Duck Hunt

Well, if they don't come out and call it "Duck Hunt," we'll still know what it is. This shot shows the target screen segment; also included are skeet shoots, and, yes, ducks! I'll bet you the dog is hidden in the game somewhere. Please, please, please, bring out all the classic gun games like Operation Wolf, Virtua Cop, Time Crisis.

Ping Pong

What's with the sudden interest in Ping Pong? Maybe it's something game designers have to do every once in a while; kinda like throwing on your old Motorhead records to get back in touch with your childhood. Another no-brainer game that should be a lot of fun to play with friends. The only problem is that Wii owners will already have played Tennis, which looks much prettier and also features doubles matches.


Hey, classic gamers, remember Fishing Derby on the Atari VCS? That was David Crane's game, right? It's still a fun little game to play with a friend. It seems Nintendo must have played a couple games themselves. I really like the graphics style of this game, very similar to the zen-inspired cartoon drawings in Isao Takahata's My Neighbors the Yamadas. Have you noticed that Wii Sports 2 is a much more competitive beast? Better save up on extra controllers.

Air Hockey

Another game with inventive graphics. I love it! Neon lighting that evokes the memories of classic games from the early 1980s. If the speed is sufficently fast, and you can pull off some cool bank shots with your Wiimote, this will become a party game classic. Count Air Hockey as my favorite after Duck Hunt.


Hmm, a single-player game? Strange. I guess we need a change of pace now and then. I've seen some brief footage of this, and it looks like it could be really good. Pool usually doesn't translate well into a videogame. Will you be able to spin the cue ball, and make crazy trick shots? I'll assume the gameplay will be kept basic, so we'll have to wait and see.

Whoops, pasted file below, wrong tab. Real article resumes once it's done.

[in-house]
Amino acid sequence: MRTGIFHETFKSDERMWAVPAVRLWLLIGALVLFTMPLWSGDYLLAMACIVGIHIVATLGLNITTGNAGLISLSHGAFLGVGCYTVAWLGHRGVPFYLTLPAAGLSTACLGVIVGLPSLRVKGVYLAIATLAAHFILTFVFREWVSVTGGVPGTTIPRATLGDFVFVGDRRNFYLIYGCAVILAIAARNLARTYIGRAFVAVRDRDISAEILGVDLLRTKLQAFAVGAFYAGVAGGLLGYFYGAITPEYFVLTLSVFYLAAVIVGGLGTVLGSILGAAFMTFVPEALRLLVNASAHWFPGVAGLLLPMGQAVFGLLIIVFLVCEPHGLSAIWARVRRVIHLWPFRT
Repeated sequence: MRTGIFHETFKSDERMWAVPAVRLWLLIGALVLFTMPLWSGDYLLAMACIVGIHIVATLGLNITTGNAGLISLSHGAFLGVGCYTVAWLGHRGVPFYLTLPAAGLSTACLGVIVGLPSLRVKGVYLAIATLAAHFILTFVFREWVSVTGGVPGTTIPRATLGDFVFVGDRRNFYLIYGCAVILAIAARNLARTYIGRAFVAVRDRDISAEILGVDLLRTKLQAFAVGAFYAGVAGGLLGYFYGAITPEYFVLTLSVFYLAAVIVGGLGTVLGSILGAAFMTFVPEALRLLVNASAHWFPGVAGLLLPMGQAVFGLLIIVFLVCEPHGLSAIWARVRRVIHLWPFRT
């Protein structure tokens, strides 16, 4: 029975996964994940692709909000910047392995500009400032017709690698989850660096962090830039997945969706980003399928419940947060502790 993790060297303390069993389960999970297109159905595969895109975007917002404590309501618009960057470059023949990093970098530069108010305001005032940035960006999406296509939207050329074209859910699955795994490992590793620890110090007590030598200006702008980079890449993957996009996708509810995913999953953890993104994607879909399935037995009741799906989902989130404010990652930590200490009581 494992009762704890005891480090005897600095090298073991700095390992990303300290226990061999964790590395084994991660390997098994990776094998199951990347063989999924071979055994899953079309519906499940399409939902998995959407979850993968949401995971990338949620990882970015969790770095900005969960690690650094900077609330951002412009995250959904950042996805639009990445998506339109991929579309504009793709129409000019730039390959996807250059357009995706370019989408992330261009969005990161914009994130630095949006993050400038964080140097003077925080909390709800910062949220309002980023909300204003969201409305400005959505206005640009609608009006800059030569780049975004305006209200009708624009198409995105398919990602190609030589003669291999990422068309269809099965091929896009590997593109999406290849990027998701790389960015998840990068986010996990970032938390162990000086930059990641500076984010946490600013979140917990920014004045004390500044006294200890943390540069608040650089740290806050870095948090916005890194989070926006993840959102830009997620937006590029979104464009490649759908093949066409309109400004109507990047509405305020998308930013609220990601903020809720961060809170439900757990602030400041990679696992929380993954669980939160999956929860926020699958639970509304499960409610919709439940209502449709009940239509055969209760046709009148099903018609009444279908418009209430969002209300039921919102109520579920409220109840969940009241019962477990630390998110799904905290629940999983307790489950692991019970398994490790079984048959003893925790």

Um....Uh, What The Heck is This?

This would be the, I dunno, the WTF game in Wii Sports 2. It looks pretty tripped-out, and again demonstrates how the design team is trying to push graphics into some novel directions. Given the relative weakness of the hardware (GC x 1.5), this will become necessary as time goes on. Hmm. I hope this is fun to play. Lasooing? Bumper Cars?

Ahh - some online research reveals this to be a "match" game, where you rotate your character to match the outline in the bubbles, before they reach the bottom of the screen. Surely the oddball of the pack. I really wish Nintendo would share the drugs instead of hogging them all.

Finally, I've discovered the name of this compilation: Wii Play. Huh. Yeah. Can we find somebody who Nintendo can use to come up with better names for things?

Quick Comparison Time - Saturn Hockey

Just for quick comparison, here's how Sega's NHL All-Star Hockey stacks up against the '98 edition. It's a pretty vast improvement, after Sega finally made some sense out of the Saturn hardware.

Hockey was never represented well in the 32-bit era. The games were never anywhere near as good as those old Genesis EA Hockey carts. There was one notable exception: Virgin's NHL Powerplay Hockey, which appeared on PSX and Saturn to rave reviews. I do remember Next Generation praising the Saturn version in particular, citing it as the superior version.